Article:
The No. 1 Way to Fight Signs of Aging
We asked a renowned plastic surgeon to share his top advice for protecting your skin from sun damage this summer (it goes way beyond a basic SPF!)
Summer is in full swing and while this might be the season of fun in the sun, if you're not careful, it can wreak havoc on your skin. We asked Dr. Gerald Imber, M.D., a New York City-based plastic surgeon, SHAPE advisory board member, and author of The Youth Corridor (his latest edition with embedded video is now available on itunes) to go over the A, B, C, and D's of summer sun care.
Q: What's the biggest challenge our skin faces this time of year?
A: UVA and UVB rays-it's as simple as that. With UVA rays, think of the A for aging. It's responsible for wrinkles and some skin cancers-possibly melanoma. With UVB rays, B is for burning. This wavelength burns the skin's surface. It's also responsible for the breakdown of collagen and maybe some skin cancers as well. You need to be protected from both of these.
RELATED: 9 Pro Self-Tanner Application Tips
Q: How can we ensure we're getting enough coverage?
A: When choosing a sunscreen, go with a broad-spectrum sunscreen with SPF 30. SPF 30 blocks about 97 percent of the burning rays. SPF 15 blocks considerably less. And between SPF 30 to 50+, there's almost no change. Plus, at that level, the formulation is still elegant. It feels decent on your skin and mixes well with moisturizer. You also need to prevent the formation of free radicals. Sunburn sets up a situation in the skin called oxidation. It releases free radicals, which break down collagen, making skin looser and older-looking. It also makes skin cells behave in an improper fashion, leading to skin cancer. A vitamin C serum-like my Youth Corridor Boost 2.0-reverses old sun damage and has been proven time and time again to help prevent future damage. It's not a sunscreen, but it works with a sunscreen.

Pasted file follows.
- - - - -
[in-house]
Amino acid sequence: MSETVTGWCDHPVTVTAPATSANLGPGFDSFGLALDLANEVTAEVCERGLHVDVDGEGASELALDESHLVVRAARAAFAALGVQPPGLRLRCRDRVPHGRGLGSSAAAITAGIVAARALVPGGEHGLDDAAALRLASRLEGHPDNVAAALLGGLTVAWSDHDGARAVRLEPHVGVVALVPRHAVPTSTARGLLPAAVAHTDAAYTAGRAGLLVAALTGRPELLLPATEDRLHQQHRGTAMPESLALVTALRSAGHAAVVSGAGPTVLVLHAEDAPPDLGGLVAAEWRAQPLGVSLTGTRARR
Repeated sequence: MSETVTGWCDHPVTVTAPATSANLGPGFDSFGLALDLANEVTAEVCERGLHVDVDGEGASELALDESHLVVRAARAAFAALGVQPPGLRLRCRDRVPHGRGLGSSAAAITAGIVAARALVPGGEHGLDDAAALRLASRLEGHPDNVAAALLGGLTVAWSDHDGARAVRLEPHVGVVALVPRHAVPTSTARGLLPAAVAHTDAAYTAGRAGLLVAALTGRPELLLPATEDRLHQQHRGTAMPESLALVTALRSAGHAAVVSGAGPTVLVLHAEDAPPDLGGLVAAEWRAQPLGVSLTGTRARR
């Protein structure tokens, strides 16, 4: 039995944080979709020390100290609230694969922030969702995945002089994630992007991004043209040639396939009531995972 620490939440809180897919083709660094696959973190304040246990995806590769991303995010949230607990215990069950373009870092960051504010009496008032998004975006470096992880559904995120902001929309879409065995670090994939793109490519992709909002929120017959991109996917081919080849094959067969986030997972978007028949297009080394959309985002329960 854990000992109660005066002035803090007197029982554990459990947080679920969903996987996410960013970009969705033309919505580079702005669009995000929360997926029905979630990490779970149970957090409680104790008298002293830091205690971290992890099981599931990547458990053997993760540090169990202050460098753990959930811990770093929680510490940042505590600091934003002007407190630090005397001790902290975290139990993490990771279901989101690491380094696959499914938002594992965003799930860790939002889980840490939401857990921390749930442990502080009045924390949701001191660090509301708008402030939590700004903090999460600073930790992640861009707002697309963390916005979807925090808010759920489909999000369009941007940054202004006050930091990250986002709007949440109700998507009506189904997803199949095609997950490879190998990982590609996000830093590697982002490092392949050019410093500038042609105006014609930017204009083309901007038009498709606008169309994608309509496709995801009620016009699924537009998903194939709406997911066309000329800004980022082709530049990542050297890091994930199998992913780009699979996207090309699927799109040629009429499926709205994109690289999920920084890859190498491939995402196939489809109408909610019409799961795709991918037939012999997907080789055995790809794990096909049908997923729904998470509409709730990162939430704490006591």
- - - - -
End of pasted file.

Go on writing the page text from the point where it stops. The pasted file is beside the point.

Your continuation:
Q: In addition to vitamin C, your Boost 2.0 Serum also contains vitamin E and melatonin. Why are these important?
A: Studies done about a decade ago showed that if you put vitamin C on the skin, it somewhat prevents the skin from getting burned. If you add vitamin E, the effect is a little bit better. And if you add melatonin to the mix, it dramatically protects your skin.
Q: How often do we need to apply-and reapply-sunscreen?
A: The combination of the antioxidant boost serum and a moisturizer with SPF is something that everyone has to do every day. Put your antioxidant serum on first. If you're heading to work and won't be spending much time outside, layer it with a moisturizer that contains sunscreen. That should do you for the day. If you're outdoors, you have to remember to reapply sunscreen regularly. I suggest every half hour. It's just critical. You perspire off your sunscreen. Or, you go into the water and it washes off. There's no such thing as waterproof sunscreen. Doctors have long suspected that regular sunscreen use can slow the signs of aging, but now new research shows daily use of sunscreen reduces skin aging by at least 24%. (Read more about the study here.)
Q: Are brown spots a summertime issue?
They're usually the result of long-term sun exposure. But there's also another component for women and that's hormonal. You can get brown spots from changes in your estrogen levels that occur when taking birth control pills or during pregnancy. It's a condition called Melasma that's accentuated by the sun. The best way to deal with spots is to get rid of them as soon as you see them. If bleaching creams don't work, then try a superficial laser. It's worth the effort to get rid of them once and for all.
RELATED: The 6 Worst Foods for Your Skin
Q: Is there anything else we should do for our skin this time of year?
A: Technically, you should get a little bit of unprotected sun exposure to generate natural vitamin D, which ensures bone health. But the reality is that 15 minutes a week is enough. The day that you don't slather on the sunscreen every half hour, you're probably getting more than enough. Everything else in the summer is about common sense. The important thing is to find protective products that work and are pleasant enough that you'll use them regularly.
Get both Dr. Gerald Imber's Youth Corridor Boost 2.0 and Soothe and DefendTM Moisturizer with SPF 30 UVA and UVB Protection in the Summer Sun Pack ($99 at tryboost2.com).